At one time or another, you’ll inevitably lose one or more of your new baby chicks. Mail-order chicks or chicks kept in stressful conditions are most at risk. We usually blame it on one thing or another, but the most common reason is often overlooked… and can be avoided. Once dehydration is ruled out, and the chick showed no other signs of trouble before it died, the problem is often caused by pasting up, which is just a fancy name for a poopy bum. This is simply a condition where the baby chick’s poop gets stuck on the downy feathers outside their vent and prevents them from pooping. It’s often a fatal condition, so it’s very important to check all the chickie bums for at least the first two weeks of life. Tending to Pasting Up If there’s fecal matter stuck to the chick’s vent, use a warm wet cloth and soak it off. Sometimes if a chick has a chronic problem with pasting up it’s better to pull off the poop when it’s dry. This way it takes all the downy feathers with it, preventing another impaction.
Avoiding Fecal Impaction, Also known as Pasting up
You can’t always see if there’s a problem just by glancing over the chicks, so pick each chick up and check for fecal matter. It’s always good practice to handle your chicks anyway, so this is a good way to socialize and take care of them at the same time. If you find a chick with a poopy wad, use warm water and a cloth to gently clean it off, if it’s hard and stuck like glue use a drop or two of soap. Soap seems to soften the fecal matter and allows you to work it out. It’s absolutely vital to check all your little chick’s bums for fecal matter every day or you will surely have a much bigger problem, such as a treatment for impaction, or worse, death. Danger Signs of Impaction Young chicks commonly suffer from fecal impaction, and if left untreated they will die. The warning signs are listlessness, stumbling, and sometimes a swollen abdomen. Most likely your ailing chick has a dirty bum with caked on fecal matter hindering the ability to poop. What to Do Soak the chick in a warm sitz bath for at least 5 minutes and gently remove all the fecal matter using a few drops of soap to help soften. After treatment, keep the chick isolated so you’re sure the little guy poops. Remember, chicks chill easily and it’s important to provide an adequate heat source as soon as possible after the sitz bath.
Shade is hard to come by in Phoenix, but not impossible if you’re creative. If your chickens are in a small coop they are unlikely to survive triple-digit temperatures, I know that sounds a bit harsh, but it’s true. June will most likely exceed 110, which means 120+ in the coop, and that’s a death sentence. Your birds will fair well in temperatures up to 105 if they are not confined, have shade, and a place to dig a hole in the dirt. Make sure they have cool water available, if the water is too hot they won’t drink enough to stay hydrated. Make it easy on yourself, use buckets instead of those chicken drinkers that are impossible to clean and a big hassle to fill. When temperatures reach over 105 in the shade it’s time to introduce a fan to the chicken yard. I don’t use anything fancy, a $20.00 box fan will do the trick. Hang it from a fence (wreath hangers work nicely) or anyplace where it won’t tip over. Your birds will stand in front of that fan like they were watching a movie!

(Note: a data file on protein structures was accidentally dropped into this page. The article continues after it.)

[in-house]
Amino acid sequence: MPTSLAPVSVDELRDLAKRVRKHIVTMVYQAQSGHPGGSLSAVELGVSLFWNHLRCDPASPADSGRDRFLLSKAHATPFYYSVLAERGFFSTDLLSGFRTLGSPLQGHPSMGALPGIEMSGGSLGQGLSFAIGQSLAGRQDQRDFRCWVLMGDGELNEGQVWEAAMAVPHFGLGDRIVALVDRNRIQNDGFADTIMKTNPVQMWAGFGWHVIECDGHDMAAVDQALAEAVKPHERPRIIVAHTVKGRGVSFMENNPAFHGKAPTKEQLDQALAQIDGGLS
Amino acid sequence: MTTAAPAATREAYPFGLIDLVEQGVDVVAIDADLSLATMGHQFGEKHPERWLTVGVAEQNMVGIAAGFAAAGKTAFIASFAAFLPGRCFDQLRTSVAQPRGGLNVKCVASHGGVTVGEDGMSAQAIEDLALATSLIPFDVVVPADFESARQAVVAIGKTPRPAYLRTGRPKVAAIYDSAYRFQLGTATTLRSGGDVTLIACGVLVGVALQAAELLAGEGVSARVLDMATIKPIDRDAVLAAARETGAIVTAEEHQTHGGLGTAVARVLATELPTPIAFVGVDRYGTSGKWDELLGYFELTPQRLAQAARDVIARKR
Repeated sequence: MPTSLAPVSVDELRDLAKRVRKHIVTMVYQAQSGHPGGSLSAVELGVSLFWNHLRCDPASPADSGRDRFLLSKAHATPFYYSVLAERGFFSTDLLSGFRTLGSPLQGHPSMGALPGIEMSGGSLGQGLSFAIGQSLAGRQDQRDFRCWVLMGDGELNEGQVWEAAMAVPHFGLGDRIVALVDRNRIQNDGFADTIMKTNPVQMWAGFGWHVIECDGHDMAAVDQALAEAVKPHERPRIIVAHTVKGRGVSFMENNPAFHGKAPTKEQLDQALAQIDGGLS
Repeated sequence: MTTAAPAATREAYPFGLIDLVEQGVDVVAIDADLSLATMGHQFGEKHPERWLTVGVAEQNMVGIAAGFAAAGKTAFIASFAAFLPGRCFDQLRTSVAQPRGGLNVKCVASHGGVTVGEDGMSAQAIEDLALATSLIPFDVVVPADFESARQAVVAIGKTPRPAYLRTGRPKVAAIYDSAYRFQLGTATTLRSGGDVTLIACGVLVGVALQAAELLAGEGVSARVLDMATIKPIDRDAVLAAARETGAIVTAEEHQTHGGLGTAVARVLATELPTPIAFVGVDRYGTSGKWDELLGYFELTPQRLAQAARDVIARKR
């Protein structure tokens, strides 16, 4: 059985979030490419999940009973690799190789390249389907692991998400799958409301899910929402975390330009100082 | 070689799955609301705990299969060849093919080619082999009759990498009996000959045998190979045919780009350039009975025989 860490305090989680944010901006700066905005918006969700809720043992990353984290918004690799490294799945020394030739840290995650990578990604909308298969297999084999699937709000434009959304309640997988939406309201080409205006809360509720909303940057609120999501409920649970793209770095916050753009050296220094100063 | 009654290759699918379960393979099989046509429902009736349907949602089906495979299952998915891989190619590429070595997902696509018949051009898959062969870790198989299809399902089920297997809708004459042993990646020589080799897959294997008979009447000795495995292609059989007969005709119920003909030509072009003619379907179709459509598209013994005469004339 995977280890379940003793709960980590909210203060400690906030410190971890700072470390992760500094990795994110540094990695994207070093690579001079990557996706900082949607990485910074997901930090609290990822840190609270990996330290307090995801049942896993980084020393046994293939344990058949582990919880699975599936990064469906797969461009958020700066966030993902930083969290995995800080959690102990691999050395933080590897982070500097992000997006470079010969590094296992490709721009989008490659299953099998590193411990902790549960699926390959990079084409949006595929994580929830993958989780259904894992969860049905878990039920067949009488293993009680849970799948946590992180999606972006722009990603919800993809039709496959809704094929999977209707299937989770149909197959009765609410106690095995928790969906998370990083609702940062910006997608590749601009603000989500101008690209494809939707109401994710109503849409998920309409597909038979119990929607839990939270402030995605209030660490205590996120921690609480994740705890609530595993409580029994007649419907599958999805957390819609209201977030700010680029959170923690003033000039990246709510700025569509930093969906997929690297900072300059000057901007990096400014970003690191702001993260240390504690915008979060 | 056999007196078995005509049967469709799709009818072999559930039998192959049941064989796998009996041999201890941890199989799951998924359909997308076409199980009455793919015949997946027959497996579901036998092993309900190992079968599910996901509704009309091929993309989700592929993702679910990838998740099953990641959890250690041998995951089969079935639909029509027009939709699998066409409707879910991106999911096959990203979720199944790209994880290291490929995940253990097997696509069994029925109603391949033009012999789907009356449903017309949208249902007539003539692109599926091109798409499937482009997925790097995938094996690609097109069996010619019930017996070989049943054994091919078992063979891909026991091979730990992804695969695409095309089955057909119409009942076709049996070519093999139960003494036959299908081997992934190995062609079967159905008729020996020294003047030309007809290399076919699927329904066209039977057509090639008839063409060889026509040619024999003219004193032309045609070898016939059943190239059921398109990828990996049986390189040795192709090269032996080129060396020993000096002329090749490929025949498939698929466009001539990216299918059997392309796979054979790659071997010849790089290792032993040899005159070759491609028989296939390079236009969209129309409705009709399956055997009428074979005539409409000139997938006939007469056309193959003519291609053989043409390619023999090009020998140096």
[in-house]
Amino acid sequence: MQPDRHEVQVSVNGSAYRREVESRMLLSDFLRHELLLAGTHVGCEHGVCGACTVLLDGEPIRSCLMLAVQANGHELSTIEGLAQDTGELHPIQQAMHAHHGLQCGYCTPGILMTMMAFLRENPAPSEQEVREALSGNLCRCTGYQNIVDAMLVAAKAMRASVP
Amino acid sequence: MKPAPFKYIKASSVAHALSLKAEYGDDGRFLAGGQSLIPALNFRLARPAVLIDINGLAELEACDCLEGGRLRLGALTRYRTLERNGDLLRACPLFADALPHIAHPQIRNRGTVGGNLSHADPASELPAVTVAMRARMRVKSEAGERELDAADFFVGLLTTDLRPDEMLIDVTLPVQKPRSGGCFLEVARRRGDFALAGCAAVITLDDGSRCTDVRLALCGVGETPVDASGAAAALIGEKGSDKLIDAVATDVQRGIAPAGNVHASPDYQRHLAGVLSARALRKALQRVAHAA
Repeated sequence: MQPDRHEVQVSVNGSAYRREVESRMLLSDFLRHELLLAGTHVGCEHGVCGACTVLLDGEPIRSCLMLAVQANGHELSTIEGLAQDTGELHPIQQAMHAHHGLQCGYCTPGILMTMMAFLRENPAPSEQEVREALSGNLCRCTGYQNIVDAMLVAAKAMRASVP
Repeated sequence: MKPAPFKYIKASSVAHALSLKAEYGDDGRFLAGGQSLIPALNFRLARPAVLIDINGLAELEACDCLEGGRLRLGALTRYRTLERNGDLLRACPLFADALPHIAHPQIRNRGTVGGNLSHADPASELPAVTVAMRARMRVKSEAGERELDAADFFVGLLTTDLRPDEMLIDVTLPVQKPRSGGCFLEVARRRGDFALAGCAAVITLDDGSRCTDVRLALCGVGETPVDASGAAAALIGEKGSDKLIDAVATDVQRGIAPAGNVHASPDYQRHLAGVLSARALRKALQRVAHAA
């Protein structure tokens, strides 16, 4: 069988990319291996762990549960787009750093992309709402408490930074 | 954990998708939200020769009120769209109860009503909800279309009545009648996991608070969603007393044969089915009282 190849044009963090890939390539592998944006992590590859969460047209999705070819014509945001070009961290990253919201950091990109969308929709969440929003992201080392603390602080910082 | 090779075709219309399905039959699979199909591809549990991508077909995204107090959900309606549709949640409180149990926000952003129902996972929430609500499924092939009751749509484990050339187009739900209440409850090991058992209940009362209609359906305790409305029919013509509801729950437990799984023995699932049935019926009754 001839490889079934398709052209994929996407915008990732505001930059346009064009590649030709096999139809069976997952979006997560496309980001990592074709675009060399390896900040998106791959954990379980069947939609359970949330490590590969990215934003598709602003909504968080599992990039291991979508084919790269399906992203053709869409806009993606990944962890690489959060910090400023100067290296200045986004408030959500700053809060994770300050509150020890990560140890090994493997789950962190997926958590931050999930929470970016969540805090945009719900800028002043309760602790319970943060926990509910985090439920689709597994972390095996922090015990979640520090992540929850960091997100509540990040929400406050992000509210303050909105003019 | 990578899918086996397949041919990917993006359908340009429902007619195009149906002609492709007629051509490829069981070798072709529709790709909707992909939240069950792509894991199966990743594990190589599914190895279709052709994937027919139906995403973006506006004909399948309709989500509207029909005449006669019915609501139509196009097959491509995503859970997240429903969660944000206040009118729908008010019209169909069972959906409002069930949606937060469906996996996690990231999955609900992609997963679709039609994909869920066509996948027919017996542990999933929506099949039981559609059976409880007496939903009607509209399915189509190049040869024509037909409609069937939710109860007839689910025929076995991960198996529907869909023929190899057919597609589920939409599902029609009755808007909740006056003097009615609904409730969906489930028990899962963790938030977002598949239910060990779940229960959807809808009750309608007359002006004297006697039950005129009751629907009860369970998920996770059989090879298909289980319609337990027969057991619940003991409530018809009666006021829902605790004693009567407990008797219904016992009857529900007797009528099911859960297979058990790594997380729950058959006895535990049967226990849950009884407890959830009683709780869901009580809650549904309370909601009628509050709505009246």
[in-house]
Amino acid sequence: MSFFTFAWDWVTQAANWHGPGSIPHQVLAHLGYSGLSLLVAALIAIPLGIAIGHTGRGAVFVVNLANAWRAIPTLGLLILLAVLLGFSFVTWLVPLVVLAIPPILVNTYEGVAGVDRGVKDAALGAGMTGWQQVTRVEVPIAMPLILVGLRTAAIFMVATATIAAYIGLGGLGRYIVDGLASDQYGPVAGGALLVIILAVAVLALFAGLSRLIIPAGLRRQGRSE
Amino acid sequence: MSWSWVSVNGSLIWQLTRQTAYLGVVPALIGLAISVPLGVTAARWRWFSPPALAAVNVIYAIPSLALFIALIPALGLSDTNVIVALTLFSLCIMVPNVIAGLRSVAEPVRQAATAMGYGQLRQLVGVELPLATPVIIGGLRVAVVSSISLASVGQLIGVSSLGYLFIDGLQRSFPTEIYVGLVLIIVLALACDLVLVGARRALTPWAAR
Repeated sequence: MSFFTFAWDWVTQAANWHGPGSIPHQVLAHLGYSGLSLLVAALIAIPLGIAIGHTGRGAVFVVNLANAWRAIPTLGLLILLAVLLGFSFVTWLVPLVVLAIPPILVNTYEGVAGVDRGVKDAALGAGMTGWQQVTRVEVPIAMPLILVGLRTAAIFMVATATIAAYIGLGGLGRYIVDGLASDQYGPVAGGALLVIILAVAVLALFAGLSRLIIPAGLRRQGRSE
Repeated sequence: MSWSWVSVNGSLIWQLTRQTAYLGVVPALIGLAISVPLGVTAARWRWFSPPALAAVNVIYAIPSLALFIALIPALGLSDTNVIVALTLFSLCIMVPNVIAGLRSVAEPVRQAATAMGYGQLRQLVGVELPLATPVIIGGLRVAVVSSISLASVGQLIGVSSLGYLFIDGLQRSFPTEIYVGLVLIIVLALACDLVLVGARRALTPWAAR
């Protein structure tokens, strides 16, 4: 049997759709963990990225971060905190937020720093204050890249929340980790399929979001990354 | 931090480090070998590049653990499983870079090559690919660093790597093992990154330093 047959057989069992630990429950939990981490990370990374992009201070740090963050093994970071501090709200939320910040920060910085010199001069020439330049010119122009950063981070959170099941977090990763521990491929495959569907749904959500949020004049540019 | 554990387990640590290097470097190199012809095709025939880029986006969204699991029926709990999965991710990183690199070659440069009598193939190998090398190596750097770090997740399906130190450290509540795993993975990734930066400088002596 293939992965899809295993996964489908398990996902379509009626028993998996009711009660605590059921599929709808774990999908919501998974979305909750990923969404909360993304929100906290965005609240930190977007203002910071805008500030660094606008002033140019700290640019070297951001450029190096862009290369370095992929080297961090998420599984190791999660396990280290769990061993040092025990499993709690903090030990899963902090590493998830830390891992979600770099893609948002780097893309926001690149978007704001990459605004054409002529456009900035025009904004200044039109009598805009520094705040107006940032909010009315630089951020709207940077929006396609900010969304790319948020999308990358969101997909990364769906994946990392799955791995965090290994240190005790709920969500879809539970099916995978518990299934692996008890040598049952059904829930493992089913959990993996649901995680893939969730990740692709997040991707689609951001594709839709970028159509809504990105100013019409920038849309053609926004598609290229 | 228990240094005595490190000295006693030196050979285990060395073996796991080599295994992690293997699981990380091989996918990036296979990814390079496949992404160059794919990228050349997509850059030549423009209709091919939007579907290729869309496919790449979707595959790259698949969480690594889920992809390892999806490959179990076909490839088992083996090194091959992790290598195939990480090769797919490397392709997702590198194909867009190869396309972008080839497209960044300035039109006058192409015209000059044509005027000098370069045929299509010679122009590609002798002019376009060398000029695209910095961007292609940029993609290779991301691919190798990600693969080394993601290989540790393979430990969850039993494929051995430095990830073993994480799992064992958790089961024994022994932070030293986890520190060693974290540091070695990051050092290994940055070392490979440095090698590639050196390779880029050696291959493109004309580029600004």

June and July are the worst months for excessive heat, 110 -115+, and when you really have to stay on top of your chicken-keeping responsibilities. Mist systems help cool the air, especially with a fan to keep the air moving. I like the standing misters ($10.) that attach to a hose. Place it right in the chicken yard, and dig up a small area near it so the moisture forms a little mud pool for the birds. If you free-feed your chickens, don’t in summer. Feed produces heat, so feed early morning, a little during the day, and just before they return to the coop at night. Never offer scratch feed in summer, it’s a hot feed and unsuitable for your feathered desert dwellers. Offer your flock a watermelon, or a head of lettuce instead, this will help keep them hydrated.
Danger Signs of Heat Exhaustion
The first sign of trouble is dark red, then pale comb and wattles. As their condition worsens they will become unstable on their feet, lethargic, wobble, and even fall over and lie lifeless. They will die quickly if you don’t act fast. Note: Heavy or meat Birds such as Orpingtons are the first to show signs of heat intolerance, watch them closely. Chickens will hold their wings out from their body, pant, and lay in holes on their side – all normal behavior when they’re very hot. What to Do Submerge the chicken in a 5 gal. bucket of warm water and place the bird under a shade tree. Don’t bring the bird indoors to air conditioning, this will only make matters worse when you return the chicken to the outdoors. A fan on low will help cool the bird quickly, they usually recover within 15-20 minutes. Ideas for Providing Shade Shade Cloth Mesh Tarps Lattice Palm Frond Shade Sails